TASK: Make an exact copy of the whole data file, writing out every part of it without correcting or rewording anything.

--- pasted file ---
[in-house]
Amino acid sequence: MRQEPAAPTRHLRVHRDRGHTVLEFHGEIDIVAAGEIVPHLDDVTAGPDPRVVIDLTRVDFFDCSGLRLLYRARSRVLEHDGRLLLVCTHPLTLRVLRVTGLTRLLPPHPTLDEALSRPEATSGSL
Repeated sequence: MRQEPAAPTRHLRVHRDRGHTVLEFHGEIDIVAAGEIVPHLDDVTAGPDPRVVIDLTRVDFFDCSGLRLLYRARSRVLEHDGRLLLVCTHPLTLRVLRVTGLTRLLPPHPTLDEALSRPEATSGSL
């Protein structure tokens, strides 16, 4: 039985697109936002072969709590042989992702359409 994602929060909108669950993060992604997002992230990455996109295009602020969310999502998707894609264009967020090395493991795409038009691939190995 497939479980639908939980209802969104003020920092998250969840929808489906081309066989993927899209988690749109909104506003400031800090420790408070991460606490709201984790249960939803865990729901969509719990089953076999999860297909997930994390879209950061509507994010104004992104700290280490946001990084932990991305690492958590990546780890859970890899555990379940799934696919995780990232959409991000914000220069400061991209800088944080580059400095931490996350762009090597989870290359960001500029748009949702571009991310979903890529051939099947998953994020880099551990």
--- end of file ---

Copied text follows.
[in-house]
Amino acid sequence: MRQEPAAPTRHLRVHRDRGHTVLEFHGEIDIVAAGEIVPHLDDVTAGPDPRVVIDLTRVDFFDCSGLRLLYRARSRVLEHDGRLLLVCTHPLTLRVLRVTGLTRLLPPHPTLDEALSRPEATSGSL
Repeated sequence: MRQEPAAPTRHLRVHRDRGHTVLEFHGEIDIVAAGEIVPHLDDVTAGPDPRVVIDLTRVDFFDCSGLRLLYRARSRVLEHDGRLLLVCTHPLTLRVLRVTGLTRLLPPHPTLDEALSRPEATSGSL
């Protein structure tokens, strides 16, 4: 039985697109936002072969709590042989992702359409 994602929060909108669950993060992604997002992230990455996109295009602020969310999502998707894609264009967020090395493991795409038009691939190995 497939479980639908939980209802969104003020920092998250969840929808489906081309066989993927899209988690749109909104506003400031800090420790408070991460606490709201984790249960939803865990729901969509719990089953076999999860297909997930994390879209950061509507994010104004992104700290280490946001990084932990991305690492958590990546780890859970890899555990379940799934696919995780990232959409991000914000220069400061991209800088944080580059400095931490996350762009090597989870290359960001500029748009949702571009991310979903890529051939099947998953994020880099551990």